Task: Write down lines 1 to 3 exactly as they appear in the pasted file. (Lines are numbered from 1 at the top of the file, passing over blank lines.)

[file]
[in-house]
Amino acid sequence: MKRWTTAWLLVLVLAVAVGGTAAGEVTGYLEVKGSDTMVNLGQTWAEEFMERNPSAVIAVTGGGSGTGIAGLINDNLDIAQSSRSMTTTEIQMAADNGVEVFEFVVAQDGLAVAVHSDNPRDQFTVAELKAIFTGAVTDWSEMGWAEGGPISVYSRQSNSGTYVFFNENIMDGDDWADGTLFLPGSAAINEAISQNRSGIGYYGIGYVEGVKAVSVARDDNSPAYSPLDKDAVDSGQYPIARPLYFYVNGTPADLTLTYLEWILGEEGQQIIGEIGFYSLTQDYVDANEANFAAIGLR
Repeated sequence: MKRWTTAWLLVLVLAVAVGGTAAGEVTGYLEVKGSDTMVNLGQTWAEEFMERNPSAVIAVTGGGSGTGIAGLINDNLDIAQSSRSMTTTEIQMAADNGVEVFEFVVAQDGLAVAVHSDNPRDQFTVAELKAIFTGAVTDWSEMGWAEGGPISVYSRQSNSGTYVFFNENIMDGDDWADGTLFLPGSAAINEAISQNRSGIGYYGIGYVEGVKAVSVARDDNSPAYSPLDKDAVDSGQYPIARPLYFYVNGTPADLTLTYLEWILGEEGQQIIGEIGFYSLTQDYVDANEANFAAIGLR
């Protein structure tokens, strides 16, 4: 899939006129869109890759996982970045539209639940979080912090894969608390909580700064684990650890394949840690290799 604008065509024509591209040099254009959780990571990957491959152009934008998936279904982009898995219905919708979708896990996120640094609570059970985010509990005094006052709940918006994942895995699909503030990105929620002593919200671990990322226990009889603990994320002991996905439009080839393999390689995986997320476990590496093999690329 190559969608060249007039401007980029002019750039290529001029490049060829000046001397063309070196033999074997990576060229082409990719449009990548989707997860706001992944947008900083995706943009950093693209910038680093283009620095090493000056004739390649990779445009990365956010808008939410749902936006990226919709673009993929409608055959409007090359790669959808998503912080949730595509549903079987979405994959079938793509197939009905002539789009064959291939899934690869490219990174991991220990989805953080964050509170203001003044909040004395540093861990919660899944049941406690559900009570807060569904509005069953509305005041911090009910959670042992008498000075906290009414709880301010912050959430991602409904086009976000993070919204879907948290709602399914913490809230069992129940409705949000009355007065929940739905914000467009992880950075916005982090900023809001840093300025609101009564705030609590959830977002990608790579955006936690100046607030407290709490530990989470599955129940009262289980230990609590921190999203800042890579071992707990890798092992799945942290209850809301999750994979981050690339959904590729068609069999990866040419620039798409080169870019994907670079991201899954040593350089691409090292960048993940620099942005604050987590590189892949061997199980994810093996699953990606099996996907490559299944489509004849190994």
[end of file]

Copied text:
[in-house]
Amino acid sequence: MKRWTTAWLLVLVLAVAVGGTAAGEVTGYLEVKGSDTMVNLGQTWAEEFMERNPSAVIAVTGGGSGTGIAGLINDNLDIAQSSRSMTTTEIQMAADNGVEVFEFVVAQDGLAVAVHSDNPRDQFTVAELKAIFTGAVTDWSEMGWAEGGPISVYSRQSNSGTYVFFNENIMDGDDWADGTLFLPGSAAINEAISQNRSGIGYYGIGYVEGVKAVSVARDDNSPAYSPLDKDAVDSGQYPIARPLYFYVNGTPADLTLTYLEWILGEEGQQIIGEIGFYSLTQDYVDANEANFAAIGLR
Repeated sequence: MKRWTTAWLLVLVLAVAVGGTAAGEVTGYLEVKGSDTMVNLGQTWAEEFMERNPSAVIAVTGGGSGTGIAGLINDNLDIAQSSRSMTTTEIQMAADNGVEVFEFVVAQDGLAVAVHSDNPRDQFTVAELKAIFTGAVTDWSEMGWAEGGPISVYSRQSNSGTYVFFNENIMDGDDWADGTLFLPGSAAINEAISQNRSGIGYYGIGYVEGVKAVSVARDDNSPAYSPLDKDAVDSGQYPIARPLYFYVNGTPADLTLTYLEWILGEEGQQIIGEIGFYSLTQDYVDANEANFAAIGLR